Students, faculty, staff and community members came together Tuesday at Texas A&M University’s Central Texas campus for a groundbreaking for the school’s third building, Heritage Hall. The $36 million building is slated to be 60,000 square feet.

Heritage Hall will include teaching laboratories, the campus’s first research laboratory, a Reserve Officers’ Training Corps, reading rooms, the school’s College of Arts and Sciences, a state-of-the-art computer assisted classroom, conference and seminar rooms, a small coffee shop and student gathering spaces.

“Although Heritage Hall will be somewhat smaller than (the school’s other two halls) Founder’s Hall and Warrior Hall, it will be no less significant in allowing the university to take another dramatic step forward in the expansion of its capability,” said Texas A&M-Central Texas President Marc Nigliazzo.

“At Texas A&M, it’s always been about education and opportunity — to make baccalaureate level education available through a public institution and to make it accessible, affordable and high quality. Heritage Hall will reflect the enduring commitment of all those who have worked to build this university, and will underscore its great promise for the future.”

Funding for the building is being made possible through state legislation.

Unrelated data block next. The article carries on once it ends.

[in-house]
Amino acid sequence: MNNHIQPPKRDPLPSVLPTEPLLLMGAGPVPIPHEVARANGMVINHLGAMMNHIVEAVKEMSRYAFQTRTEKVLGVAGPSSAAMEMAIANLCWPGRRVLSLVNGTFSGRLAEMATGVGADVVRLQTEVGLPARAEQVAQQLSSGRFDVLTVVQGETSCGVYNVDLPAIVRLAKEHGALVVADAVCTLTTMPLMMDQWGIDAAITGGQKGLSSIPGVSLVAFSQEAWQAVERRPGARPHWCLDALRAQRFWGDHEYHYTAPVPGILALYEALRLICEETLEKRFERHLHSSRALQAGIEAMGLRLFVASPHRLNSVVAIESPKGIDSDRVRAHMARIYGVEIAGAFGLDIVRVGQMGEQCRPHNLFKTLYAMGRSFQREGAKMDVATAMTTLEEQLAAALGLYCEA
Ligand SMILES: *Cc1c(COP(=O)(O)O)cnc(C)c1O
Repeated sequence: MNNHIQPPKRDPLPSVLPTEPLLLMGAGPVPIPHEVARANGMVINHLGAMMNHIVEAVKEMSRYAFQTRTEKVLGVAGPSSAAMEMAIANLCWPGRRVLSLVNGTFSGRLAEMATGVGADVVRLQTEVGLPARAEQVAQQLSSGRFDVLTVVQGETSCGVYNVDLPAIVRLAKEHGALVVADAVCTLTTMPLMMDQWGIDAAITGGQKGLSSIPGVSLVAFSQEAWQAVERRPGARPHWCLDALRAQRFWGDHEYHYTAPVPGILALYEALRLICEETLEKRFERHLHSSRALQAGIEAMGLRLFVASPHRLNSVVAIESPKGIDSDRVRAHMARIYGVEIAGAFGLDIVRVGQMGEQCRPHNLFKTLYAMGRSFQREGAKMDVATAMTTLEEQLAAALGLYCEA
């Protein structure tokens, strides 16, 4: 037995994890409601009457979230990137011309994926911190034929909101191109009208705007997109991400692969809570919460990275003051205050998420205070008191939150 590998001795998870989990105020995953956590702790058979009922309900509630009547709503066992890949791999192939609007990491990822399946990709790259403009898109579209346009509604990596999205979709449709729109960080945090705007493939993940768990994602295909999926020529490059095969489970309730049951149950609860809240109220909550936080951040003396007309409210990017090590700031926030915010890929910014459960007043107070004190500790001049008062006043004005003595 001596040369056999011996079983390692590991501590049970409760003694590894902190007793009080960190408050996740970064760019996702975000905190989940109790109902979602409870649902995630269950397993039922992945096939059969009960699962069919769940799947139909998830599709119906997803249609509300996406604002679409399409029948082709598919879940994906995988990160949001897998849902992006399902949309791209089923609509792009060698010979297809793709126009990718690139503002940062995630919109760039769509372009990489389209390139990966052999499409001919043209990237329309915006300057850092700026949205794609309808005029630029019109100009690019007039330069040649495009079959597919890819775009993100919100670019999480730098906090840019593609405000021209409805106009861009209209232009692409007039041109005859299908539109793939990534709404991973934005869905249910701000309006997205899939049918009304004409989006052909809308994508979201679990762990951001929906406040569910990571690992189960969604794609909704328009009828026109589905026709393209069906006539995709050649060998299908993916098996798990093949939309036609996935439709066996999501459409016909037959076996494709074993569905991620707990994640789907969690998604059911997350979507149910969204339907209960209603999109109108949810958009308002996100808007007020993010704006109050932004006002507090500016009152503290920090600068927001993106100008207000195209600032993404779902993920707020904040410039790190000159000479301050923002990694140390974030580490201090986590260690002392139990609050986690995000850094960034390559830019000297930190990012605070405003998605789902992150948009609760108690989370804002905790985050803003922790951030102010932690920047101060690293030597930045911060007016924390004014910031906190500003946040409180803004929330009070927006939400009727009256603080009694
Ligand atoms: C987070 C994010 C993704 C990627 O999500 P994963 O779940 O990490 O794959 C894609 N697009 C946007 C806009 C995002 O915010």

Several decades of support and efforts from local and state legislators including Sen. Troy Fraser, Rep. Jimmie Don Aycock, Rep. Molly White and Rep.-elect Scott Cosper contributed to these efforts, officials said.

“Twenty-one years ago today, I committed to bringing an upper-level university to this area,” Fraser said. “Over the past 20 years, 11 state representatives, both past and present, assisted in this effort and eight pieces of legislation were filed to make this university possible.”

As the only upper-level university in the area to offer both bachelor’s and master’s degrees, 5,200 students have graduated from Texas A&M-Central Texas, said Nigliazzo.

The school opened in May 2009.

Texas A&M-Central Texas Chancellor John Sharp said 60 percent of those students were the first college graduates in their families.

“When that happens, the whole structure of the family is changed,” he said. “The conversation at the dinner table goes from, ‘Are you going to go to college?’ to ‘What college are you going to go to?’”

A reception at Warrior Hall followed the groundbreaking ceremony.

Officials did not say when the new building will be completed.

Go to for more information about the university.

Abbey Sinclair is a Fort Hood military spouse.

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